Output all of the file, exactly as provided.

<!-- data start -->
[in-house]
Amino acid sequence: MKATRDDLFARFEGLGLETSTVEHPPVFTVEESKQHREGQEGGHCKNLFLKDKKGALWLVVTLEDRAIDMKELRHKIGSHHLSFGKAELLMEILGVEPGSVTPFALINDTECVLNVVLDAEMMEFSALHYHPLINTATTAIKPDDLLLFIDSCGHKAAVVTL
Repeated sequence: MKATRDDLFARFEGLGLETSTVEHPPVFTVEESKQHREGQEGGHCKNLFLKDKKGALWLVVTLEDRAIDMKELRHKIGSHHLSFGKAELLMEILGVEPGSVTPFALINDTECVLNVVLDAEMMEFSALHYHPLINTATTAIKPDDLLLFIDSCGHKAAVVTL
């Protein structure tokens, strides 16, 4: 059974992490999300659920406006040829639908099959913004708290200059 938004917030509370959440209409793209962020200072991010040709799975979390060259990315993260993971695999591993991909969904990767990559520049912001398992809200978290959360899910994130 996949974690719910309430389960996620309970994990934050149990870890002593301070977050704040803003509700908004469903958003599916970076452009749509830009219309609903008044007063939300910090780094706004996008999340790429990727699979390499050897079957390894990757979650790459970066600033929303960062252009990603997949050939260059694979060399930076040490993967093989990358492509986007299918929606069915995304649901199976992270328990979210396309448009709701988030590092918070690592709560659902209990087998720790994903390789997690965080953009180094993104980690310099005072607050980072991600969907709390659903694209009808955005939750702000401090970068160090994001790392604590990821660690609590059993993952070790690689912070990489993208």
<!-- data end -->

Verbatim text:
[in-house]
Amino acid sequence: MKATRDDLFARFEGLGLETSTVEHPPVFTVEESKQHREGQEGGHCKNLFLKDKKGALWLVVTLEDRAIDMKELRHKIGSHHLSFGKAELLMEILGVEPGSVTPFALINDTECVLNVVLDAEMMEFSALHYHPLINTATTAIKPDDLLLFIDSCGHKAAVVTL
Repeated sequence: MKATRDDLFARFEGLGLETSTVEHPPVFTVEESKQHREGQEGGHCKNLFLKDKKGALWLVVTLEDRAIDMKELRHKIGSHHLSFGKAELLMEILGVEPGSVTPFALINDTECVLNVVLDAEMMEFSALHYHPLINTATTAIKPDDLLLFIDSCGHKAAVVTL
């Protein structure tokens, strides 16, 4: 059974992490999300659920406006040829639908099959913004708290200059 938004917030509370959440209409793209962020200072991010040709799975979390060259990315993260993971695999591993991909969904990767990559520049912001398992809200978290959360899910994130 996949974690719910309430389960996620309970994990934050149990870890002593301070977050704040803003509700908004469903958003599916970076452009749509830009219309609903008044007063939300910090780094706004996008999340790429990727699979390499050897079957390894990757979650790459970066600033929303960062252009990603997949050939260059694979060399930076040490993967093989990358492509986007299918929606069915995304649901199976992270328990979210396309448009709701988030590092918070690592709560659902209990087998720790994903390789997690965080953009180094993104980690310099005072607050980072991600969907709390659903694209009808955005939750702000401090970068160090994001790392604590990821660690609590059993993952070790690689912070990489993208």